Fragmentation Through Polymerization (FTP): A new method to fragment DNA for next-generation sequencing

PLoS One. 2019 Apr 1;14(4):e0210374. doi: 10.1371/journal.pone.0210374. eCollection 2019.

Abstract

Fragmentation of DNA is the very important first step in preparing nucleic acids for next-generation sequencing. Here we report a novel Fragmentation Through Polymerization (FTP) technique, which is a simple, robust, and low-cost enzymatic method of fragmentation. This method generates double-stranded DNA fragments that are suitable for direct use in NGS library construction and allows the elimination of the additional step of reparation of DNA ends.

Publication types

  • Research Support, Non-U.S. Gov't

MeSH terms

  • Computational Biology
  • DNA / chemistry*
  • DNA / genetics
  • DNA Fragmentation*
  • Deoxyribonuclease I / chemistry
  • Gene Library
  • High-Throughput Nucleotide Sequencing / methods*
  • Polymerization*
  • Sequence Analysis, DNA / methods*

Substances

  • DNA
  • Deoxyribonuclease I

Grant support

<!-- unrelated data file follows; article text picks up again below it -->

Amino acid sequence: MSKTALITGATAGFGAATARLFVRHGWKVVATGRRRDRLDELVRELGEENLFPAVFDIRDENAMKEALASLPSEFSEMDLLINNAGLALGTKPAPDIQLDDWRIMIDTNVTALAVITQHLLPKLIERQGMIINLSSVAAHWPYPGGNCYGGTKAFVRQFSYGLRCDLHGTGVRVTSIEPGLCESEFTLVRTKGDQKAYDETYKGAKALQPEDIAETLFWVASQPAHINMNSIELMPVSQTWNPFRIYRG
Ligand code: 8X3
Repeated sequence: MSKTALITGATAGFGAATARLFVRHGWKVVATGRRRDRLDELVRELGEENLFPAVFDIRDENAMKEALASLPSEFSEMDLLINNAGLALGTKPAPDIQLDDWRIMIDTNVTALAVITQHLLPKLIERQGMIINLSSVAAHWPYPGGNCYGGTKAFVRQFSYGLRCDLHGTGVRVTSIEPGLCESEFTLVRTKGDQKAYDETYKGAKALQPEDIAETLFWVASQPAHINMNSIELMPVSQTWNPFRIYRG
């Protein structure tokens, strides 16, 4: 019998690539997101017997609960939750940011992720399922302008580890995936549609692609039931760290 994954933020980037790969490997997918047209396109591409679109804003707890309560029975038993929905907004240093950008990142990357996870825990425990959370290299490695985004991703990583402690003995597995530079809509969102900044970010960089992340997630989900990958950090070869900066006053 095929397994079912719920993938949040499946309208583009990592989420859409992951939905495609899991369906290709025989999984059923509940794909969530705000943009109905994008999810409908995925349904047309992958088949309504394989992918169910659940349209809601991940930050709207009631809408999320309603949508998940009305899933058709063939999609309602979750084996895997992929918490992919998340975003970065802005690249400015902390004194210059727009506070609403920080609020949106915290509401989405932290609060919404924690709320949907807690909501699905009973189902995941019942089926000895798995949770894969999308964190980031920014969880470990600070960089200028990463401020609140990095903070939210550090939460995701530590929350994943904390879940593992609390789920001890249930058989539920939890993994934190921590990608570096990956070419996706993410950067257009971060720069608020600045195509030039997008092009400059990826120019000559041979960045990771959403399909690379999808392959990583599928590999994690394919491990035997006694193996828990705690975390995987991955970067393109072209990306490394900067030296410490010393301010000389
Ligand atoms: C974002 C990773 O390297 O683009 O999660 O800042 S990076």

The work was supported by the Ministry of Education and Science of Russian Federation, grant 14.579.21.0012 (ID # RFMEFI57914X0012) and by the grant 0112-2016-0006 from the Russian State Budget. The funders had no role in study design, data collection and analysis, decision to publish, or preparation of the manuscript. Syntol JSC provided support in the form of salary for Y.A.M. and reagents for NGS-analysis, but did not have any additional role in the study design, data collection and analysis, decision to publish, or preparation of the manuscript. The specific roles of this author are articulated in the ‘author contributions’ section. Evrogen JSC provided equipment for NGS-analysis and provided support in the form of salary for author K.A.B., but did not have any additional role in the study design, data collection and analysis, decision to publish, or preparation of the manuscript. The specific roles of these authors are articulated in the ‘author contributions’ section. Bioron GmbH provided enzymes and reagents (including SD DNA polymerase), but did not have any additional role in the study design, data collection and analysis, decision to publish, or preparation of the manuscript.